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May 30, 1977

Decision Analysis

Author Affiliations

The Rand Corporation Santa Monica, Calif

JAMA. 1977;237(22):2380. doi:10.1001/jama.1977.03270490020007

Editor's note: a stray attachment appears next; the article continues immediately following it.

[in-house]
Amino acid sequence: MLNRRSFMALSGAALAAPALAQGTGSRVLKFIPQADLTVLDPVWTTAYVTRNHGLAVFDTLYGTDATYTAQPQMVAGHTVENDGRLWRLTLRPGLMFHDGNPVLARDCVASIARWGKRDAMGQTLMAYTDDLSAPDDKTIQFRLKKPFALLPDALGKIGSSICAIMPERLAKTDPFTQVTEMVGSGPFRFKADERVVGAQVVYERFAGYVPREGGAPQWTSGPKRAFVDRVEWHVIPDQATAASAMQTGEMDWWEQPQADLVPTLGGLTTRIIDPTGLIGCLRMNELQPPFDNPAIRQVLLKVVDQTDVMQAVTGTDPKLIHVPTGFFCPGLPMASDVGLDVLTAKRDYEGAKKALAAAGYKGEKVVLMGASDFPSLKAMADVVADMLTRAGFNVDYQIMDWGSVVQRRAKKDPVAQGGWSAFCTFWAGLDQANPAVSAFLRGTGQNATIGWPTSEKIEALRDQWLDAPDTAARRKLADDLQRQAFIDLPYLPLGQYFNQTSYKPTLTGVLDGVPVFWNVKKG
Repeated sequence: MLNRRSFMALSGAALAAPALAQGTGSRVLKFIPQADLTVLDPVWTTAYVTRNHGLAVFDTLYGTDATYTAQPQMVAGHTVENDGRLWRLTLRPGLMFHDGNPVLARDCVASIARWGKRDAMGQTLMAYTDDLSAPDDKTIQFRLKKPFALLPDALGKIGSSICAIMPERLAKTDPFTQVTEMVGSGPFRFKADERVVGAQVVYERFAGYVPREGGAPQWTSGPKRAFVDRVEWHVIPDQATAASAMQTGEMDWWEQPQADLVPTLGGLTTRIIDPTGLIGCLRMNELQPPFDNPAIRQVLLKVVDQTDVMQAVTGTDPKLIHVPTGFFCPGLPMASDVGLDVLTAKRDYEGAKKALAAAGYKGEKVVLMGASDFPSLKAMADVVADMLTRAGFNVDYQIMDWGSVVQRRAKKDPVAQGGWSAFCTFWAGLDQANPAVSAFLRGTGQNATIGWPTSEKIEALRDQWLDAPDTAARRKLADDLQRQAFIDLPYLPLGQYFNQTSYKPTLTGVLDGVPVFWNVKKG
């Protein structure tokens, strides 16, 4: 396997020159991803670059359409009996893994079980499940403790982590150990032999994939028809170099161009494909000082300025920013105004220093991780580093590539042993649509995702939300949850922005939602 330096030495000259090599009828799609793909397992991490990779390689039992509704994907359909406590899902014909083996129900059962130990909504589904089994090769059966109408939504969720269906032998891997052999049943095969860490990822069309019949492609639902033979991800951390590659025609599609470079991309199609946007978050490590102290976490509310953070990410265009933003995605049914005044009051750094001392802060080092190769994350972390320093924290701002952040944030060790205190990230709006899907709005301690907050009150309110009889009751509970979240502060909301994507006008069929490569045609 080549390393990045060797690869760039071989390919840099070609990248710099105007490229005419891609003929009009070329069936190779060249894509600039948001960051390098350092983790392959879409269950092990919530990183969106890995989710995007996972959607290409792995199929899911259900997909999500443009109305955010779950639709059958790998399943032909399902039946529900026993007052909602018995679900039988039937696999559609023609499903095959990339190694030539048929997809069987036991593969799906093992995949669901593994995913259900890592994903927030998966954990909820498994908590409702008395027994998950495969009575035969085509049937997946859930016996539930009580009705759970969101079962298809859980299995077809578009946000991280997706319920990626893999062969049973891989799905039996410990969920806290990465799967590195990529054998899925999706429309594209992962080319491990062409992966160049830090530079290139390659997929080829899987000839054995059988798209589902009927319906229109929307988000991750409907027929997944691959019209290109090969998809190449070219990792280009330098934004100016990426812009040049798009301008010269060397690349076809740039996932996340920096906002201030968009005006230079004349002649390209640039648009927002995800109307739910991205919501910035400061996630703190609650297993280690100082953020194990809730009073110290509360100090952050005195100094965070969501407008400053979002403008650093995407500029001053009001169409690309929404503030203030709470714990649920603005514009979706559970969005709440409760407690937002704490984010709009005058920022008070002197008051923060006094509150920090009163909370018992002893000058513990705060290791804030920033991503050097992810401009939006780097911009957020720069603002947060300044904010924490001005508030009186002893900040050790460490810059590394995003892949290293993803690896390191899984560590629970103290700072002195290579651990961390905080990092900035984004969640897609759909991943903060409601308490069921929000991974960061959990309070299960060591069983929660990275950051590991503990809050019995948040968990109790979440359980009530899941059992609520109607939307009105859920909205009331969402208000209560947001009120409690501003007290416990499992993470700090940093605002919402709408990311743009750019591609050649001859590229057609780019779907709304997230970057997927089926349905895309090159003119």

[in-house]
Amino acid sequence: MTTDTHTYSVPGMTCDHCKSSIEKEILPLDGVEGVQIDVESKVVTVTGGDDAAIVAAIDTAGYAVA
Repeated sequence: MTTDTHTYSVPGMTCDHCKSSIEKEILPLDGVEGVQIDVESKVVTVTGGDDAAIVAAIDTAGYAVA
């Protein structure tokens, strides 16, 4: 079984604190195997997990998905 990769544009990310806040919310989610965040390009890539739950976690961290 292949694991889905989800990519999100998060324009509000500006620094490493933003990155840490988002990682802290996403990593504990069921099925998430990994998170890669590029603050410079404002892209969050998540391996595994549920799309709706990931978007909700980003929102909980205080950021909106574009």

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To the Editor.—  The article entitled "Clinical Decision Analysis: The Hazard of Using Additional Data" (236:1259, 1976) suggests that costless, risk-free information can make patient care worse rather than better. In fact, properly used free information can never make any decision worse—the decision-maker can always ignore it (Raiffa, Decision Analysis, 1968). The examples given in the article actually make two different but important common-sense points. First, even if a test result favors a certain diagnosis, one shouldn't act as if the diagnosis is certain. Second, a test has diagnostic value only when some conceivable result of that test will alter treatment. In both examples in the article, the test is not discriminating enough to alter treatment if the results are properly weighed.For example, in the case of bronchogenic cancer, 20% of patients are assumed to have undetected metastases, and a liver scan is assumed to have a probability of